Once I had checked in I was given a very thorough list of rules and regulations and the daily timetable, which is compulsory for all guests. As the Director of the ashram said in our first days here: “there is an open jail down the road here in Kerala – ironically the inmates have more freedom than we do.” The ashram follows an exacting schedule, beginning at 05.20 with the wake up bell, followed by satsang (prayers, chanting and meditation) at 06.00. 07.30 is teatime – steaming, sweetened milky chai, then, from 08.00, 2 hours of yoga asanas and kalabati and pranyama breathing, taught in the ‘Sivanada style’. The word ‘asana’ means ‘steady posture’, so this is the kind of yoga that you will all be thinking of – the classical western interpretation of yoga as a physical activity. I have learned here that whilst asanas are one small part of it, there are many other manifestations of ‘yoga’ . Pranyama basically means ‘breathing control’ and the types we practice at the Sivananda ashram include diaphragmatic breathing (breathing in and out with abdomen first), alternate nostril breathing to balance both sides of the brain, breath retention (for up to a minute at a time after breathing exercises) and kapalabhati breathing which involves a round of sharp exhalations and resisting the urge to take active inhalations. I tend to get quite affected by the breathing and have come out of the sessions sometimes feeling ‘high’, flooded with energy or experiencing the feeling of floating around or outside of my body. Oftentimes, during the retentions, you can feel the breath rolling around and up inside you. I’m convinced that I experienced a ‘Kundalini rising’ moment when, during one retention, I could feel and visualise a ball of energy rising up my spine from my solar plexus. Many people seek to attain this experience as the point of ‘awakening’ your kundalini is to bring up the life energy from the base chakra to the third eye.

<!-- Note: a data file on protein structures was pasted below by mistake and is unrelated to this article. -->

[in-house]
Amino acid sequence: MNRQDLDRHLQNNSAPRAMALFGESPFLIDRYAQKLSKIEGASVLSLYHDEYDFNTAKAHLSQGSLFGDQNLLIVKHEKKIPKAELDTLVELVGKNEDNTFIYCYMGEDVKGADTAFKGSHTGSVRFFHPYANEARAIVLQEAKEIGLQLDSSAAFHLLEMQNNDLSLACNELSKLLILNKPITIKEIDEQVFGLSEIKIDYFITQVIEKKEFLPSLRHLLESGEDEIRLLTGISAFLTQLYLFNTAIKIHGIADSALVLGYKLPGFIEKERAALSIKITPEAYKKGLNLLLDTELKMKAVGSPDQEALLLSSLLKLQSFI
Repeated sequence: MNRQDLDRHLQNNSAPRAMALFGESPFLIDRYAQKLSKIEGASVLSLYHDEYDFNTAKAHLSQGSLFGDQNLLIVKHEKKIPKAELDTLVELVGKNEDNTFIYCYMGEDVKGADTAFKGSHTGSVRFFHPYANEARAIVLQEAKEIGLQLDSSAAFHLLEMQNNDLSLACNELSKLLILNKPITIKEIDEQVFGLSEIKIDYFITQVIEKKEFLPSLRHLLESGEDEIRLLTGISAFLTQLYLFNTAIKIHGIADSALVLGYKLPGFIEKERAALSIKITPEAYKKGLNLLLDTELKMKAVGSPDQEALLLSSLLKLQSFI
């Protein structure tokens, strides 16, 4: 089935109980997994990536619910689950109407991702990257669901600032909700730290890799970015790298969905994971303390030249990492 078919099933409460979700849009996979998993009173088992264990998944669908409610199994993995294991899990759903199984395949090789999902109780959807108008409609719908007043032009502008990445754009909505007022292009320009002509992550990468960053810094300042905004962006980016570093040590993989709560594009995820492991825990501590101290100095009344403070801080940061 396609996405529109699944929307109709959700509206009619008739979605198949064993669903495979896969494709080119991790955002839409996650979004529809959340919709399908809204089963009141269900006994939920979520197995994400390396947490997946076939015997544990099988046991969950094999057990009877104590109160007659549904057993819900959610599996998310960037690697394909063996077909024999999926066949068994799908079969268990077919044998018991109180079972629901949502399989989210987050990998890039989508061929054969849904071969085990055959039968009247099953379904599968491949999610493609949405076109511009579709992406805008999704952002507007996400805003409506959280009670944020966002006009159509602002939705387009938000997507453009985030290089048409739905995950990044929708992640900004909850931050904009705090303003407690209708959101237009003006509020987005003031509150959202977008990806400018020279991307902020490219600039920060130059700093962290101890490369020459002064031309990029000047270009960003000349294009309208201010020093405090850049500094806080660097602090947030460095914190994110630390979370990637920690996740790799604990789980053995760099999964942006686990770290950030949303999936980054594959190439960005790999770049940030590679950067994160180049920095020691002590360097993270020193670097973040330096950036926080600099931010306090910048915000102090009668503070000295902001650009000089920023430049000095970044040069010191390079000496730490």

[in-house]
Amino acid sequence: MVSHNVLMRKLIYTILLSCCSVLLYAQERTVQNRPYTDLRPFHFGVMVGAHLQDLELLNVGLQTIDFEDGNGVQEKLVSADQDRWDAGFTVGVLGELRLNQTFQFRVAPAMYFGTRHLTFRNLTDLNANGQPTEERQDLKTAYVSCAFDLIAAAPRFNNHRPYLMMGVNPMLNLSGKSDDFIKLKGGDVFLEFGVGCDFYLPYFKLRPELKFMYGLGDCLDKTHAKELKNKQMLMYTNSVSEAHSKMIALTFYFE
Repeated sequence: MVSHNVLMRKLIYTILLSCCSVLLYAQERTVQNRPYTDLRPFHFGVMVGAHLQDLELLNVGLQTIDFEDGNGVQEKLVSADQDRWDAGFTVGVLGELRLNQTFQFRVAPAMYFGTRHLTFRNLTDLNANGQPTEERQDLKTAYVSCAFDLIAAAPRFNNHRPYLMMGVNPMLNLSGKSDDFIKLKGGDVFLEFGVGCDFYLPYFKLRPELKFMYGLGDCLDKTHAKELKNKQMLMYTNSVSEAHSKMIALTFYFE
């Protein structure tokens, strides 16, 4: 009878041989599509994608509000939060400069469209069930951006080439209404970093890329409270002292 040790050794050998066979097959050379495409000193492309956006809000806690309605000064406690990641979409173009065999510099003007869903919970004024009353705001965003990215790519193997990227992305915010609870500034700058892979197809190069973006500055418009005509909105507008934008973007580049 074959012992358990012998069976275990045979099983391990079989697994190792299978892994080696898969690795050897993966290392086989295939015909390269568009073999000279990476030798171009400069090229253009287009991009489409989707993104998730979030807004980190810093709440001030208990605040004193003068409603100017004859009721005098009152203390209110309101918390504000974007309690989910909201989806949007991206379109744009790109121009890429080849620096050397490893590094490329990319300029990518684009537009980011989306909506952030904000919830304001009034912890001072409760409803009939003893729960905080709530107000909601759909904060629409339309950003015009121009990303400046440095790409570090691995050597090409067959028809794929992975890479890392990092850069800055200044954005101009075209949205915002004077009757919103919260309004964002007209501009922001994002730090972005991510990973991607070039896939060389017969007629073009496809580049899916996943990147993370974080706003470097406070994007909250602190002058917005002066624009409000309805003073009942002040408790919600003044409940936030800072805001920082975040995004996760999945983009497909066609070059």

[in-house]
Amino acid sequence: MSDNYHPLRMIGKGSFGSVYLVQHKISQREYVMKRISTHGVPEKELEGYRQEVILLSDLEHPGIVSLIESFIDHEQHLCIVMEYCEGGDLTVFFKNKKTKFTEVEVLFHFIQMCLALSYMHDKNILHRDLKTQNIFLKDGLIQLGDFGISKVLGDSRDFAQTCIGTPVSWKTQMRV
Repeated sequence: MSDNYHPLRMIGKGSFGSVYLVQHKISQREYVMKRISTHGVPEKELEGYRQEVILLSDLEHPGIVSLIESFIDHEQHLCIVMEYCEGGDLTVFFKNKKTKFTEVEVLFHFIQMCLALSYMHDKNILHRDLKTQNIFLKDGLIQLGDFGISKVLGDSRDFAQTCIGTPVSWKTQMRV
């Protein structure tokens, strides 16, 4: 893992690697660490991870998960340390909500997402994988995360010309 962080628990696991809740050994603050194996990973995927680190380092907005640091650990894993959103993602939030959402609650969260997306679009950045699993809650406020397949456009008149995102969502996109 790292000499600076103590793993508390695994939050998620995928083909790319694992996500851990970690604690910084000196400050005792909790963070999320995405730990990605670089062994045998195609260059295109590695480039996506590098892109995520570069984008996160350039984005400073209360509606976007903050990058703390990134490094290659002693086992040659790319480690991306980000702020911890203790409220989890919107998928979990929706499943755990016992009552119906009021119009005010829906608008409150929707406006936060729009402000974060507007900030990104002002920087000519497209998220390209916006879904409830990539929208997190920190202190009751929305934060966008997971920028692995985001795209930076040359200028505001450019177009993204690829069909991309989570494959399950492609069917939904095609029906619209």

The ashram temple




Getting good karma!

After 2hrs of physical asana practice we have our first of two meals for the day (completely vegetarian – no sugar, salt or spices), then at 11am we have to perform ‘karma yoga’. This is ‘selfless service’ – the performance of duties to maintain the upkeep of the ashram.  I reported under the tea tree to be given my karma yoga on the first day and unfortunately I drew the short straw and was allocated the task of cleaning the womens’ dorms. This involves not only cleaning the toilets, but the sanitary bins (also used for dirty toilet tissue as the drains cannot cope with it). I obviously need some good karma! However, the point of this yoga is to detach emotions from your duties, so you simply learn to serve others. In doing this, good karma comes back to you. I have to say that it has not always been pleasant or easy to do, particularly as a longer term stayer I have been doing it by myself on many days. I have tried my best not to have any thoughts of resentment and afterwards I have felt good and lighter for having contributed. I have even found myself volunteering for all sorts of other duties in the ashram, just for the pleasure and enjoyment of serving others (rolling mats, collecting books and even gathering firewood for the kitchen stove). Once karma yoga is done, we have ‘free time’ or coaching classes and lectures – for me this is usually spent washing clothes, organising personal admin or ‘shopping’ in the ashram boutique – my first vital purachses being more suitble ashram cothing, a text by Swami Sivananda and some prayer beads At 15.30 another 2hr yoga class, at 18.00 another vegetarian meal, then satsang again at 20.00 for an hour and a half, then, depending on whether or not we have some form of ‘entertainment’ laid on, bed.